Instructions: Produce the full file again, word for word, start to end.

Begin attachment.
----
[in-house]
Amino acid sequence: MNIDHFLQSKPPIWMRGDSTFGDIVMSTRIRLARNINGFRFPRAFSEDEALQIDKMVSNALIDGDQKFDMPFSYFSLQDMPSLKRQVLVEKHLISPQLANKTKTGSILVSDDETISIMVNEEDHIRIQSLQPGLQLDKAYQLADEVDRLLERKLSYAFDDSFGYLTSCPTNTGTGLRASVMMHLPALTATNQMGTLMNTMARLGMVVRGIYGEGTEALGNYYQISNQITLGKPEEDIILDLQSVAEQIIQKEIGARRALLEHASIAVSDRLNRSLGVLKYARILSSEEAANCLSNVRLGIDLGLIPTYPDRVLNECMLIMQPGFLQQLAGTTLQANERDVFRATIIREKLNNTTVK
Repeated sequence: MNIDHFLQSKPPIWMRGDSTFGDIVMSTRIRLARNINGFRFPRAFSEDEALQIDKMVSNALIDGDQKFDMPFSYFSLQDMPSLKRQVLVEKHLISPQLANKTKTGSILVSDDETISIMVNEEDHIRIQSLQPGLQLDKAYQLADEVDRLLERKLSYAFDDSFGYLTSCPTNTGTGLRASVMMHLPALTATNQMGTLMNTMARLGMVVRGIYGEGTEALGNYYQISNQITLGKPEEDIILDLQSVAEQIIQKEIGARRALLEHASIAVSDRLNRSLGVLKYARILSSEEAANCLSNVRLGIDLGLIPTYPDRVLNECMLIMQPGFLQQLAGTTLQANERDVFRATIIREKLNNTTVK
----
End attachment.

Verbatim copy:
[in-house]
Amino acid sequence: MNIDHFLQSKPPIWMRGDSTFGDIVMSTRIRLARNINGFRFPRAFSEDEALQIDKMVSNALIDGDQKFDMPFSYFSLQDMPSLKRQVLVEKHLISPQLANKTKTGSILVSDDETISIMVNEEDHIRIQSLQPGLQLDKAYQLADEVDRLLERKLSYAFDDSFGYLTSCPTNTGTGLRASVMMHLPALTATNQMGTLMNTMARLGMVVRGIYGEGTEALGNYYQISNQITLGKPEEDIILDLQSVAEQIIQKEIGARRALLEHASIAVSDRLNRSLGVLKYARILSSEEAANCLSNVRLGIDLGLIPTYPDRVLNECMLIMQPGFLQQLAGTTLQANERDVFRATIIREKLNNTTVK
Repeated sequence: MNIDHFLQSKPPIWMRGDSTFGDIVMSTRIRLARNINGFRFPRAFSEDEALQIDKMVSNALIDGDQKFDMPFSYFSLQDMPSLKRQVLVEKHLISPQLANKTKTGSILVSDDETISIMVNEEDHIRIQSLQPGLQLDKAYQLADEVDRLLERKLSYAFDDSFGYLTSCPTNTGTGLRASVMMHLPALTATNQMGTLMNTMARLGMVVRGIYGEGTEALGNYYQISNQITLGKPEEDIILDLQSVAEQIIQKEIGARRALLEHASIAVSDRLNRSLGVLKYARILSSEEAANCLSNVRLGIDLGLIPTYPDRVLNECMLIMQPGFLQQLAGTTLQANERDVFRATIIREKLNNTTVK